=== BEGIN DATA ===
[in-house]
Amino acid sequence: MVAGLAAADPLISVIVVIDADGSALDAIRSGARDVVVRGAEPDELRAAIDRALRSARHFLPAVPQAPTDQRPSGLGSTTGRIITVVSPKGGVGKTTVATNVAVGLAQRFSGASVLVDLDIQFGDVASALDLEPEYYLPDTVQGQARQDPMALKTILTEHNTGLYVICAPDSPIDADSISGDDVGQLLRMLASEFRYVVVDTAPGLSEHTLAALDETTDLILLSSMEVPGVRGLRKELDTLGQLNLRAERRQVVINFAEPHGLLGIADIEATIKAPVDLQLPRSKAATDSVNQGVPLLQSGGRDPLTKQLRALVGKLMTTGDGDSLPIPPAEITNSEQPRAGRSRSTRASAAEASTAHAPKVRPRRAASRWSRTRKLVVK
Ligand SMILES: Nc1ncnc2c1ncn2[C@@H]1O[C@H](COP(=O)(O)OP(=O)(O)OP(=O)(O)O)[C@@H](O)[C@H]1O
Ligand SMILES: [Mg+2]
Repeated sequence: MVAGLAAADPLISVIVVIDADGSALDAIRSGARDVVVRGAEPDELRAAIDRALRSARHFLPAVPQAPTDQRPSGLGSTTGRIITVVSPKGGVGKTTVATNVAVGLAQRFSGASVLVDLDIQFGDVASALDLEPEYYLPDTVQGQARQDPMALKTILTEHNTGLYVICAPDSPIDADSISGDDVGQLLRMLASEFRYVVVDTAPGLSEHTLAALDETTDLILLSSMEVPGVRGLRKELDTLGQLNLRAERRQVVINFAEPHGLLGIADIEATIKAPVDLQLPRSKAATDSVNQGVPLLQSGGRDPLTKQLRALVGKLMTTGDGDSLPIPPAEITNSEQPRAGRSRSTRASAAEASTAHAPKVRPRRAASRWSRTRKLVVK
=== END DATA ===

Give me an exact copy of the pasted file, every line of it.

[in-house]
Amino acid sequence: MVAGLAAADPLISVIVVIDADGSALDAIRSGARDVVVRGAEPDELRAAIDRALRSARHFLPAVPQAPTDQRPSGLGSTTGRIITVVSPKGGVGKTTVATNVAVGLAQRFSGASVLVDLDIQFGDVASALDLEPEYYLPDTVQGQARQDPMALKTILTEHNTGLYVICAPDSPIDADSISGDDVGQLLRMLASEFRYVVVDTAPGLSEHTLAALDETTDLILLSSMEVPGVRGLRKELDTLGQLNLRAERRQVVINFAEPHGLLGIADIEATIKAPVDLQLPRSKAATDSVNQGVPLLQSGGRDPLTKQLRALVGKLMTTGDGDSLPIPPAEITNSEQPRAGRSRSTRASAAEASTAHAPKVRPRRAASRWSRTRKLVVK
Ligand SMILES: Nc1ncnc2c1ncn2[C@@H]1O[C@H](COP(=O)(O)OP(=O)(O)OP(=O)(O)O)[C@@H](O)[C@H]1O
Ligand SMILES: [Mg+2]
Repeated sequence: MVAGLAAADPLISVIVVIDADGSALDAIRSGARDVVVRGAEPDELRAAIDRALRSARHFLPAVPQAPTDQRPSGLGSTTGRIITVVSPKGGVGKTTVATNVAVGLAQRFSGASVLVDLDIQFGDVASALDLEPEYYLPDTVQGQARQDPMALKTILTEHNTGLYVICAPDSPIDADSISGDDVGQLLRMLASEFRYVVVDTAPGLSEHTLAALDETTDLILLSSMEVPGVRGLRKELDTLGQLNLRAERRQVVINFAEPHGLLGIADIEATIKAPVDLQLPRSKAATDSVNQGVPLLQSGGRDPLTKQLRALVGKLMTTGDGDSLPIPPAEITNSEQPRAGRSRSTRASAAEASTAHAPKVRPRRAASRWSRTRKLVVK